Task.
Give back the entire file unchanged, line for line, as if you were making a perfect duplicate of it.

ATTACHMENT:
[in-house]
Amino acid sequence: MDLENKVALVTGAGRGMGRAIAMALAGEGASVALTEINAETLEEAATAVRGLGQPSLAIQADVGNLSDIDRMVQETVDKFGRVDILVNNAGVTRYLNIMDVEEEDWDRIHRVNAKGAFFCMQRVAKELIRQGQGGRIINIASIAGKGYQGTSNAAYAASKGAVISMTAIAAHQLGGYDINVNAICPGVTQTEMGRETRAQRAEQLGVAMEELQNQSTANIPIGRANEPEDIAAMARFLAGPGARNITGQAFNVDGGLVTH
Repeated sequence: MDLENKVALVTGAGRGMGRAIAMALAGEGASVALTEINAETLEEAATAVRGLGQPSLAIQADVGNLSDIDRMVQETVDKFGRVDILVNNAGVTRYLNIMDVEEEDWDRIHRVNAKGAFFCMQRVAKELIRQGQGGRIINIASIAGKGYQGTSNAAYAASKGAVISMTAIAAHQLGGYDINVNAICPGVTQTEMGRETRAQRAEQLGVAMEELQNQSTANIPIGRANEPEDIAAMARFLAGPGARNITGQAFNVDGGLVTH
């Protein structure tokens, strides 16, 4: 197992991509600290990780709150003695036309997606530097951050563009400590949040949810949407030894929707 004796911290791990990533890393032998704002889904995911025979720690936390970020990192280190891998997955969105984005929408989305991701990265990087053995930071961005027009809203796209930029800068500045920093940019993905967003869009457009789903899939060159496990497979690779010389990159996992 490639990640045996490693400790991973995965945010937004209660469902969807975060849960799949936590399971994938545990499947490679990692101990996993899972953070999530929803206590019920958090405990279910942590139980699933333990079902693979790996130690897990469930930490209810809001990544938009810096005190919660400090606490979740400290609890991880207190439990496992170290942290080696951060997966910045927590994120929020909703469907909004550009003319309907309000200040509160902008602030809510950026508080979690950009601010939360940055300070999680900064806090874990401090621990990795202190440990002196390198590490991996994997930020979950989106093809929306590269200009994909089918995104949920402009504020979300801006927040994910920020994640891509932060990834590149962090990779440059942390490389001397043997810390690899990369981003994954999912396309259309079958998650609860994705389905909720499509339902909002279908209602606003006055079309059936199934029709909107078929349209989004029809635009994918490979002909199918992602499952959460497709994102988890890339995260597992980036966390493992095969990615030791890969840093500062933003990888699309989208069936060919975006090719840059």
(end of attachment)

[in-house]
Amino acid sequence: MDLENKVALVTGAGRGMGRAIAMALAGEGASVALTEINAETLEEAATAVRGLGQPSLAIQADVGNLSDIDRMVQETVDKFGRVDILVNNAGVTRYLNIMDVEEEDWDRIHRVNAKGAFFCMQRVAKELIRQGQGGRIINIASIAGKGYQGTSNAAYAASKGAVISMTAIAAHQLGGYDINVNAICPGVTQTEMGRETRAQRAEQLGVAMEELQNQSTANIPIGRANEPEDIAAMARFLAGPGARNITGQAFNVDGGLVTH
Repeated sequence: MDLENKVALVTGAGRGMGRAIAMALAGEGASVALTEINAETLEEAATAVRGLGQPSLAIQADVGNLSDIDRMVQETVDKFGRVDILVNNAGVTRYLNIMDVEEEDWDRIHRVNAKGAFFCMQRVAKELIRQGQGGRIINIASIAGKGYQGTSNAAYAASKGAVISMTAIAAHQLGGYDINVNAICPGVTQTEMGRETRAQRAEQLGVAMEELQNQSTANIPIGRANEPEDIAAMARFLAGPGARNITGQAFNVDGGLVTH
């Protein structure tokens, strides 16, 4: 197992991509600290990780709150003695036309997606530097951050563009400590949040949810949407030894929707 004796911290791990990533890393032998704002889904995911025979720690936390970020990192280190891998997955969105984005929408989305991701990265990087053995930071961005027009809203796209930029800068500045920093940019993905967003869009457009789903899939060159496990497979690779010389990159996992 490639990640045996490693400790991973995965945010937004209660469902969807975060849960799949936590399971994938545990499947490679990692101990996993899972953070999530929803206590019920958090405990279910942590139980699933333990079902693979790996130690897990469930930490209810809001990544938009810096005190919660400090606490979740400290609890991880207190439990496992170290942290080696951060997966910045927590994120929020909703469907909004550009003319309907309000200040509160902008602030809510950026508080979690950009601010939360940055300070999680900064806090874990401090621990990795202190440990002196390198590490991996994997930020979950989106093809929306590269200009994909089918995104949920402009504020979300801006927040994910920020994640891509932060990834590149962090990779440059942390490389001397043997810390690899990369981003994954999912396309259309079958998650609860994705389905909720499509339902909002279908209602606003006055079309059936199934029709909107078929349209989004029809635009994918490979002909199918992602499952959460497709994102988890890339995260597992980036966390493992095969990615030791890969840093500062933003990888699309989208069936060919975006090719840059």